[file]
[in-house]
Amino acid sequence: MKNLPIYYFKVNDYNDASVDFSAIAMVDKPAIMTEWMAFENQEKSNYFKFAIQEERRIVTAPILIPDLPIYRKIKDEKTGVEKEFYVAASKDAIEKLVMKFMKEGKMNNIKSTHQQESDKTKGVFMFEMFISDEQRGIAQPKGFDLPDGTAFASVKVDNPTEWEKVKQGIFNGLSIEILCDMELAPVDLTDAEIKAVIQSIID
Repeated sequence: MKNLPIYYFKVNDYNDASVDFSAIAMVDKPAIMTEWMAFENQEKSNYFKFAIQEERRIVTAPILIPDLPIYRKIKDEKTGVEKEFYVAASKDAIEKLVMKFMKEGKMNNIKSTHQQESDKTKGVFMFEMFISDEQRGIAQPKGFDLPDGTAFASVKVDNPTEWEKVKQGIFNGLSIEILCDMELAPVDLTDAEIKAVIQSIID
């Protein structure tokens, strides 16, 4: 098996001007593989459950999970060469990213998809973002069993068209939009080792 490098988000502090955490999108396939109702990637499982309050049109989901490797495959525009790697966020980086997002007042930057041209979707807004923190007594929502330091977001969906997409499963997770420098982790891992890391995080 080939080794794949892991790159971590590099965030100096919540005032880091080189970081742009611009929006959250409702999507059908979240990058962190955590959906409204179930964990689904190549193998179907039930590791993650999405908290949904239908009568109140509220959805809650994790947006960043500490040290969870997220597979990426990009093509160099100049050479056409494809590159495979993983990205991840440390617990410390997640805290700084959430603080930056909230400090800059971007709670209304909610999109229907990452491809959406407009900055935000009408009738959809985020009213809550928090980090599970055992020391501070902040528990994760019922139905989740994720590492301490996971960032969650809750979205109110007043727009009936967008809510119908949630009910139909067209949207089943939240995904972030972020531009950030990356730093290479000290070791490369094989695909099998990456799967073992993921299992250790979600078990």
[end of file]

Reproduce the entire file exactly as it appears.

[in-house]
Amino acid sequence: MKNLPIYYFKVNDYNDASVDFSAIAMVDKPAIMTEWMAFENQEKSNYFKFAIQEERRIVTAPILIPDLPIYRKIKDEKTGVEKEFYVAASKDAIEKLVMKFMKEGKMNNIKSTHQQESDKTKGVFMFEMFISDEQRGIAQPKGFDLPDGTAFASVKVDNPTEWEKVKQGIFNGLSIEILCDMELAPVDLTDAEIKAVIQSIID
Repeated sequence: MKNLPIYYFKVNDYNDASVDFSAIAMVDKPAIMTEWMAFENQEKSNYFKFAIQEERRIVTAPILIPDLPIYRKIKDEKTGVEKEFYVAASKDAIEKLVMKFMKEGKMNNIKSTHQQESDKTKGVFMFEMFISDEQRGIAQPKGFDLPDGTAFASVKVDNPTEWEKVKQGIFNGLSIEILCDMELAPVDLTDAEIKAVIQSIID
């Protein structure tokens, strides 16, 4: 098996001007593989459950999970060469990213998809973002069993068209939009080792 490098988000502090955490999108396939109702990637499982309050049109989901490797495959525009790697966020980086997002007042930057041209979707807004923190007594929502330091977001969906997409499963997770420098982790891992890391995080 080939080794794949892991790159971590590099965030100096919540005032880091080189970081742009611009929006959250409702999507059908979240990058962190955590959906409204179930964990689904190549193998179907039930590791993650999405908290949904239908009568109140509220959805809650994790947006960043500490040290969870997220597979990426990009093509160099100049050479056409494809590159495979993983990205991840440390617990410390997640805290700084959430603080930056909230400090800059971007709670209304909610999109229907990452491809959406407009900055935000009408009738959809985020009213809550928090980090599970055992020391501070902040528990994760019922139905989740994720590492301490996971960032969650809750979205109110007043727009009936967008809510119908949630009910139909067209949207089943939240995904972030972020531009950030990356730093290479000290070791490369094989695909099998990456799967073992993921299992250790979600078990």